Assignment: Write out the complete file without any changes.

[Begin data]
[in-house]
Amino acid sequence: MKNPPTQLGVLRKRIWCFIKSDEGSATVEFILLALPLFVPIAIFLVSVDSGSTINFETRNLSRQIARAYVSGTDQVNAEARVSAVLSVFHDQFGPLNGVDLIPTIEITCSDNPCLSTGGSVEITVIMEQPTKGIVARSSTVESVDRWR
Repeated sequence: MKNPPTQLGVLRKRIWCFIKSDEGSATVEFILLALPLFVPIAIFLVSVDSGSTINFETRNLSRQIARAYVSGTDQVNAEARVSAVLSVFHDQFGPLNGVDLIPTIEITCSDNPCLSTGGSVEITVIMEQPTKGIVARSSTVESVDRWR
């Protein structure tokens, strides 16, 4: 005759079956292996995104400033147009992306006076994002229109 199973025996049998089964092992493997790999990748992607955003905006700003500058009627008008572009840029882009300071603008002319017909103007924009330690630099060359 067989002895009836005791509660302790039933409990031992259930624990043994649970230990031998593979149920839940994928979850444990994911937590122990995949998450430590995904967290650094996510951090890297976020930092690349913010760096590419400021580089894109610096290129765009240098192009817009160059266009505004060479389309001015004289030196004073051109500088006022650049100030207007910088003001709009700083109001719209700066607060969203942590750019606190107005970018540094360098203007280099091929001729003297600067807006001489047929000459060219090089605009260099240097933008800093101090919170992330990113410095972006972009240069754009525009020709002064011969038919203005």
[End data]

[in-house]
Amino acid sequence: MKNPPTQLGVLRKRIWCFIKSDEGSATVEFILLALPLFVPIAIFLVSVDSGSTINFETRNLSRQIARAYVSGTDQVNAEARVSAVLSVFHDQFGPLNGVDLIPTIEITCSDNPCLSTGGSVEITVIMEQPTKGIVARSSTVESVDRWR
Repeated sequence: MKNPPTQLGVLRKRIWCFIKSDEGSATVEFILLALPLFVPIAIFLVSVDSGSTINFETRNLSRQIARAYVSGTDQVNAEARVSAVLSVFHDQFGPLNGVDLIPTIEITCSDNPCLSTGGSVEITVIMEQPTKGIVARSSTVESVDRWR
């Protein structure tokens, strides 16, 4: 005759079956292996995104400033147009992306006076994002229109 199973025996049998089964092992493997790999990748992607955003905006700003500058009627008008572009840029882009300071603008002319017909103007924009330690630099060359 067989002895009836005791509660302790039933409990031992259930624990043994649970230990031998593979149920839940994928979850444990994911937590122990995949998450430590995904967290650094996510951090890297976020930092690349913010760096590419400021580089894109610096290129765009240098192009817009160059266009505004060479389309001015004289030196004073051109500088006022650049100030207007910088003001709009700083109001719209700066607060969203942590750019606190107005970018540094360098203007280099091929001729003297600067807006001489047929000459060219090089605009260099240097933008800093101090919170992330990113410095972006972009240069754009525009020709002064011969038919203005």